And they fluoresce, too!
These are part of a well-known invertebrate fossil bed, 22.5 million years old, in France. It contains lots of well preserved insects and spiders, and one question is…why? What makes this particular place so good at preserving these delicate specimens?
The fluorescence was a clue. They dug into the chemistry of the fossils, and figured out that the glow was produced by the sulfurization of chitin, that as the dead spiders sank in the diatom-rich waters of an ancient pond, the sulfur in the diatoms reacted with the chitin carbohydrate to produce a tough carbon polymer, inedible to the microbes, that could last for millions of years.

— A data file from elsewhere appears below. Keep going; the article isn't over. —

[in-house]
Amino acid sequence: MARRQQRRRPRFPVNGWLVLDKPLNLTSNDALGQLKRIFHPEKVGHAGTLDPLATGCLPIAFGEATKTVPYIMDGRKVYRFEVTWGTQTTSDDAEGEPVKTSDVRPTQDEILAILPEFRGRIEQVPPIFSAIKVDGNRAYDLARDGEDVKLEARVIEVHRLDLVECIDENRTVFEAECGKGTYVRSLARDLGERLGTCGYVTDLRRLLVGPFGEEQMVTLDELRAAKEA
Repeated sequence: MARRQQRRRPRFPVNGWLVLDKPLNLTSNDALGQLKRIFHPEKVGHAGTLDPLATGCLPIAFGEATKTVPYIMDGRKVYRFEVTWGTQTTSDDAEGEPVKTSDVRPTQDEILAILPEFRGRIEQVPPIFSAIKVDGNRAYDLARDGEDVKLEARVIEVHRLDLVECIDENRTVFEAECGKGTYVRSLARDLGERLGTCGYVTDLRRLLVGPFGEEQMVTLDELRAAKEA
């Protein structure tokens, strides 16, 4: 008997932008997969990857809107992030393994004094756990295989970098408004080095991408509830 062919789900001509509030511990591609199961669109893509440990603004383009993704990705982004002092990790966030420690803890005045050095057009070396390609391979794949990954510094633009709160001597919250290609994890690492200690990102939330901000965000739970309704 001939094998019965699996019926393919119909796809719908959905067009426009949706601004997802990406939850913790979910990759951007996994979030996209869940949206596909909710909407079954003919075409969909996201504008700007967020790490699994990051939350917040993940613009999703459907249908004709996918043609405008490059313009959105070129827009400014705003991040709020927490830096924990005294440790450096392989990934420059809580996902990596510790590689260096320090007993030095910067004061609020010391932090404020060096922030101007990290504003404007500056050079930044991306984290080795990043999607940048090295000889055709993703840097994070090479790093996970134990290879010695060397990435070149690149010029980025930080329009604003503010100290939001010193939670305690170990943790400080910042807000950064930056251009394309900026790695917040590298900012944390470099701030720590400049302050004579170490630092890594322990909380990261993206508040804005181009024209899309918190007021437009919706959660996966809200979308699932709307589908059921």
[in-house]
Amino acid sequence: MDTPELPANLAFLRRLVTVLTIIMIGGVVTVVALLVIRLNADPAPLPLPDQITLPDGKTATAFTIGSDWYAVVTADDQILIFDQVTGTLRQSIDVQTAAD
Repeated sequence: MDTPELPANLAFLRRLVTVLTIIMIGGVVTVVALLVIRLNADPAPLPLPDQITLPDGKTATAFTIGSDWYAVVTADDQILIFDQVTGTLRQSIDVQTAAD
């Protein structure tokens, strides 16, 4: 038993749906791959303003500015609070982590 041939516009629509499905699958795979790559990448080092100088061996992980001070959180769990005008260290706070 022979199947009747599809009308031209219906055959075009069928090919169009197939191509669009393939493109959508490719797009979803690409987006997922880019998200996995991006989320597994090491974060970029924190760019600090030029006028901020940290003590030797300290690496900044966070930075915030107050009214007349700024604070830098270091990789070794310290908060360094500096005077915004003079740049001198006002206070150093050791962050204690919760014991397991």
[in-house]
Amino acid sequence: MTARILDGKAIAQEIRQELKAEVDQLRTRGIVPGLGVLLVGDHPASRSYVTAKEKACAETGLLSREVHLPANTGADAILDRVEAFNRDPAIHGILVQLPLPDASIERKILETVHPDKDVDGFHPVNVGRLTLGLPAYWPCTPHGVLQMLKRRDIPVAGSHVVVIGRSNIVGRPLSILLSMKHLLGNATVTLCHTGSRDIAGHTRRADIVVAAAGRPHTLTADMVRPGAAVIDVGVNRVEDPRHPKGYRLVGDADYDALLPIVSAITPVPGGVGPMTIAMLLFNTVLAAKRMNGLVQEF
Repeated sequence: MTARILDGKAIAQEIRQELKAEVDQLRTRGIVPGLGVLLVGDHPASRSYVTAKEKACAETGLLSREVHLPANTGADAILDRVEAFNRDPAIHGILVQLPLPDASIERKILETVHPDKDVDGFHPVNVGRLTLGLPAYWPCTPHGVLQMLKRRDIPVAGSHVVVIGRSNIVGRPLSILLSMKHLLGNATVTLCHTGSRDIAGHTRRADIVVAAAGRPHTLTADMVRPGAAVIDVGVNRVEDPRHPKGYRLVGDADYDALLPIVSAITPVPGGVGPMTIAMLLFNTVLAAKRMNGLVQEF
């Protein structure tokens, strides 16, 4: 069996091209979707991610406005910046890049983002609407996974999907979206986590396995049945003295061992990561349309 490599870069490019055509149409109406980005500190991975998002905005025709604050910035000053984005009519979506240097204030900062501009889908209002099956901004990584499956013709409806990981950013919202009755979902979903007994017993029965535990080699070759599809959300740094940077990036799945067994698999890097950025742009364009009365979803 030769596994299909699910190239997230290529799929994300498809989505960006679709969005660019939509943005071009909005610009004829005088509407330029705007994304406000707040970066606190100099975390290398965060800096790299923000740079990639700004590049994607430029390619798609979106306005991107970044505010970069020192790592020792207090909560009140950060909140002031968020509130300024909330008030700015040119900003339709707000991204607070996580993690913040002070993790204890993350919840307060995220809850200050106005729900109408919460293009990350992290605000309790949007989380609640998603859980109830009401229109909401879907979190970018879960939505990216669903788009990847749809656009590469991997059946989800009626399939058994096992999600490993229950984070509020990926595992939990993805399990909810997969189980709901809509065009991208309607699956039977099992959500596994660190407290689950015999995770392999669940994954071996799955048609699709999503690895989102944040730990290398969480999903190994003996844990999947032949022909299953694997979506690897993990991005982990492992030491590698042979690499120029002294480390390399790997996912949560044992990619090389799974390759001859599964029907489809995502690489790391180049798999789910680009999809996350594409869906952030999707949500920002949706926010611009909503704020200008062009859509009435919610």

I thought that was kind of neat. It’s also a reminder to biology students that you never know where that organic chemistry we make you take might be useful.